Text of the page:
I have to tell you, even though we’re only a few weeks in, I adore this show. Haley Atwell’s performance as Agent Carter is great: she’s tough, glam, witty, and efficient. Carter uses the rampant sexism around her to her own advantage while still fighting it when and where she can. Unlike Willa Paskin’s review in Slate, I think thus far Agent Carter has done an excellent job of highlighting the trials of women in the post-war workplace while still making a fun, entertaining action TV show. I also disagree that the action is ham fisted. What Willa Paskin seems to want is a show about a comic book character without any other snares of the comic world, and that’s not fair. She complains that for a show about a female character, there are very few women in the show…except that the show is highlighting what a rarity it was for a female agent to be in her place at that time. As of the third episode, Peggy is moving into an all-female apartment at the urging of a waitress she’s befriended, so I think the argument about the lack of female characters is thin as well.

A radio show featuring Captain America and another character based on Agent Carter consistently pops up, reminding viewers of Carter’s loss but also of the ways in which America made palatable the role of women in war – the damsel in distress, the nurse in love, etc. However, though this may sound heavy handed, one particular scene shows a fight on the radio show (complete with the hysterical female) interspersed with Agent Carter fighting and winning against an opponent. The juxtaposition is funny and timely.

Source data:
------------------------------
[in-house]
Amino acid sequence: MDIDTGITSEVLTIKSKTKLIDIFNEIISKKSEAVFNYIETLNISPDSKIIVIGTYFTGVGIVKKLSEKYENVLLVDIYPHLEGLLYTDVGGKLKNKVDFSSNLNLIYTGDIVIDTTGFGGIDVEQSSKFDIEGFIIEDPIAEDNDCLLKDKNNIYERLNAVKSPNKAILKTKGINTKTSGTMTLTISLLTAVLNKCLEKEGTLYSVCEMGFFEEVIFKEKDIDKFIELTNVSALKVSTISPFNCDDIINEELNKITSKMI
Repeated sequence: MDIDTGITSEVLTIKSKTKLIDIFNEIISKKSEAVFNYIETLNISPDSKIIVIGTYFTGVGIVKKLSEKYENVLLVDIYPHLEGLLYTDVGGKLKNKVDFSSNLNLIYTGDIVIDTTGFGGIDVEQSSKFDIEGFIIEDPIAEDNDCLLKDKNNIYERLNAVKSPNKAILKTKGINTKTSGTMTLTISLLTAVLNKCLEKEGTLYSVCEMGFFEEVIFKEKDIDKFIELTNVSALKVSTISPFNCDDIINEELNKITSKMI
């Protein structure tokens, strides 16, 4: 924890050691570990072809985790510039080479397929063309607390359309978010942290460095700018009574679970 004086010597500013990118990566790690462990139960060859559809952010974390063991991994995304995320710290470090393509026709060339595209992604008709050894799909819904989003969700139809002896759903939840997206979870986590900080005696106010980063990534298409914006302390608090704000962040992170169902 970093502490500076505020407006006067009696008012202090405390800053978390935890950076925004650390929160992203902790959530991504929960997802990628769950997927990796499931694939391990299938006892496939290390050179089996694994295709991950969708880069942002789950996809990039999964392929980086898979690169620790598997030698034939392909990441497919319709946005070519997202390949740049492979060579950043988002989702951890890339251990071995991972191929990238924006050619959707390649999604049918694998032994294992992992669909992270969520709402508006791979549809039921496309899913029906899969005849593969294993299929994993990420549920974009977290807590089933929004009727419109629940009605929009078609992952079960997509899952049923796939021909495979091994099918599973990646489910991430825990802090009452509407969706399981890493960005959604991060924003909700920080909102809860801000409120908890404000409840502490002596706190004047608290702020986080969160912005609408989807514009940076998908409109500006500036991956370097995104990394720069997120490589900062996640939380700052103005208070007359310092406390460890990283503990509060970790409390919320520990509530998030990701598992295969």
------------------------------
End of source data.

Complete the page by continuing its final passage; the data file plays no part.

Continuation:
Though Agent Carter is slated only for a short season – eight episodes – I guarantee I will be watching every one.

Understanding Comics by Scott McCloud

12th April 2011

Spring. I love it for so many reasons including the really great texts my students and I explore. This week, we are reading Persepolis by Marjane Satrapi, but many of my students have never before read a graphic novel. In fact, last week one of them opened up the book, held it up, and asked: “Is it really supposed to be a comic book?” So, I thought it was essential to introduce them to the medium and made some copies of excerpts from Understanding Comics: The Invisible Art by Scott McCloud.